I was rummaging through some old—and I do mean OLD—files yesterday looking for a letter, when I ran across some old Penpoints. Penpoint was the monthly update from Dr. Greg Bahnsen of the SCCCS (Southern California Center for Christian Studies). My eyes happened to fall upon the issue from just over a decade ago, June, 1994, which carried the title, “Highlighting the Reformation While Pondering a Supposed Protestant-Romanist ‘Truce'”. Well, that sorta caught my attention, in light of what has happened since then. I mean, seeing “Romanist” is enough to catch anyone’s attention today. The graphic on the front contained a quote from Calvin’s Antidote to … the Council of Trent (1547), which reads,
They contend that a Council cannot err….Whether the Spirit of God presided over the Council must be decided by this test: Did they condemn their own and their fathers’ abominations, and turn to true repentance?…Let anyone who will compare our writings with theirs, and then let him turn his eye and survey the reality. I say nothing more than that it will at once be plain how just our grounds are for bewailing the destruction of the Church, and calling for the restitution of its fallen state….But when, falsely assuming the name of the Church, they seize upon the spoils of which they have robbed it, what else can else can we do but protest?”
Of course, I immediately had to chuckle in light of the rC’s running about the landscape singing the praises of Mother Church. So I started to read Dr. Bahnsen’s comments, prompted by the publication of the first ECT document. Here are some of the gems that only shine the brighter in light of what has taken place since he left this world:
The pledge to reduce theological infighting and aggressive proselytizing of one another surely breathes the spirit of our times — a spirit of detente rather than antithesis, a spirit which accentuates commonality and cooperation, a spirit which seeks compromise rather than confrontation. Representative of the response given by many Protestant laymen, a member of the First Baptist Church in Columbia, South Carolina, was quoted by the Associated Press as saying: “I’m not so narrow that I cannot accept the fact that there are other very good Christian people in other denominations I think we’re all working toward the same goal; we’re just taking different routes to get there.”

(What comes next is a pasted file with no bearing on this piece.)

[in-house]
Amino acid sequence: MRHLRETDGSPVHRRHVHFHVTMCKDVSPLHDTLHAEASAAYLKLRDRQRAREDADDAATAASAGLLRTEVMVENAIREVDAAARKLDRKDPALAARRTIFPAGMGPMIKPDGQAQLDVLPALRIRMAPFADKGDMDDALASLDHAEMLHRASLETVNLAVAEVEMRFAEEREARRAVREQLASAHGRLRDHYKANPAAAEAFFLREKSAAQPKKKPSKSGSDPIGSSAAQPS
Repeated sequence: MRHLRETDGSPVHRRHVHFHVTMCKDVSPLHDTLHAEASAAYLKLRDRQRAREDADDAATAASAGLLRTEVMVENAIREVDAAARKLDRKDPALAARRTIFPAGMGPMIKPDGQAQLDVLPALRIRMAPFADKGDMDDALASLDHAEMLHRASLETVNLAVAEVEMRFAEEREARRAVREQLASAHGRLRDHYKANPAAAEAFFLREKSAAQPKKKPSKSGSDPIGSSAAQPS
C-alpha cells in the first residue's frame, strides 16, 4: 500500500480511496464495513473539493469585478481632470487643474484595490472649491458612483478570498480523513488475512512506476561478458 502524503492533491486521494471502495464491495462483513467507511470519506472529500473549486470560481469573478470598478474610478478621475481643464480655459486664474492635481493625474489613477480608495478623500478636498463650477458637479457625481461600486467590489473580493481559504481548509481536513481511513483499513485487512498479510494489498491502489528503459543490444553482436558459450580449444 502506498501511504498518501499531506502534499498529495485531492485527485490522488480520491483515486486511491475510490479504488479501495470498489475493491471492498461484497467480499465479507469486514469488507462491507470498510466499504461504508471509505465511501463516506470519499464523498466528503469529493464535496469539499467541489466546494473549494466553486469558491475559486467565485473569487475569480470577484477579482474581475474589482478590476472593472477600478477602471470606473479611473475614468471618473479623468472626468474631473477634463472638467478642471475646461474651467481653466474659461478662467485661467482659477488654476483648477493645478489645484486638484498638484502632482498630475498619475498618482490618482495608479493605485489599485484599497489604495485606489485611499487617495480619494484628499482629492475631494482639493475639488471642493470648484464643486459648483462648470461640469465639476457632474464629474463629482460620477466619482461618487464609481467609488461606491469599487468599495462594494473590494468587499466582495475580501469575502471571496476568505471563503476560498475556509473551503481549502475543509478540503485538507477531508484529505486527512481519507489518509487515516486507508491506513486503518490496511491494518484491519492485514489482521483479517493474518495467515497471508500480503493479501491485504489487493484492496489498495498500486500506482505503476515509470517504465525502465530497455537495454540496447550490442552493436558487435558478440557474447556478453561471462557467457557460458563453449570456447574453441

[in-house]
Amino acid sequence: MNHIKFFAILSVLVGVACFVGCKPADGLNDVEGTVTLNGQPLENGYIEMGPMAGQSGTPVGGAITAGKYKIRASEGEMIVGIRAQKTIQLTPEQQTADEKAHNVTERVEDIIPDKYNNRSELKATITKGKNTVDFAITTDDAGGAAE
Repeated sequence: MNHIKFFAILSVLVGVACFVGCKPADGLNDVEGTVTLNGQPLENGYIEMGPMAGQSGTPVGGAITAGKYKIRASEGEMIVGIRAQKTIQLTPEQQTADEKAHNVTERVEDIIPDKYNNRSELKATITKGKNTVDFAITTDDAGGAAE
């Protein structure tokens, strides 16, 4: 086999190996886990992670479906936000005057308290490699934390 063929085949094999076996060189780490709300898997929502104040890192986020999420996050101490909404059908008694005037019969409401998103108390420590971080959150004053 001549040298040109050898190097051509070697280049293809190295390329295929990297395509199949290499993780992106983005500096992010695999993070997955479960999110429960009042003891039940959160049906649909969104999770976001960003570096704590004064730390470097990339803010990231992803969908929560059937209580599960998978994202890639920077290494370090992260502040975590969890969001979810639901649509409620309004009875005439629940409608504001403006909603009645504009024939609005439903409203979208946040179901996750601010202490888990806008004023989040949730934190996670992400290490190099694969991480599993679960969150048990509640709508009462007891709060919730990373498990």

The spirit of our times indeed! How that spirit has increased its audience and following in the past decade! Now men who call themselves “Reformed” have not only imbibed that spirit but are actively promoting it as the hallmark of “Reformed” theology. He continued:
Similarly, the Christian Research Institute recently assessed Romanism to be a Christian denomination, not a body which — to use the words of the Westminster Confession — has “so degenerated as to become no church of Christ.” Within the past decade we have even seen a few Presbyterian ministers willing to go over to the Roman Catholic communion. Are we really just taking different routes to the same goal after all?
This was written before my first encounters with Roman Catholic apologists on BAM, back when Norman Geisler and others were writing for the Journal and providing a view of Rome significantly less robust than is proper. The ministers to which Dr. Bahnsen referred include Scott Hahn and Gerry Matatics. Indeed, less than two years prior to this Dr. Bahnsen had contacted me and asked me to take his place in debating Matatics in Omaha, Nebraska, due to a schedule conflict (which I did). Dr. Bahnsen continued: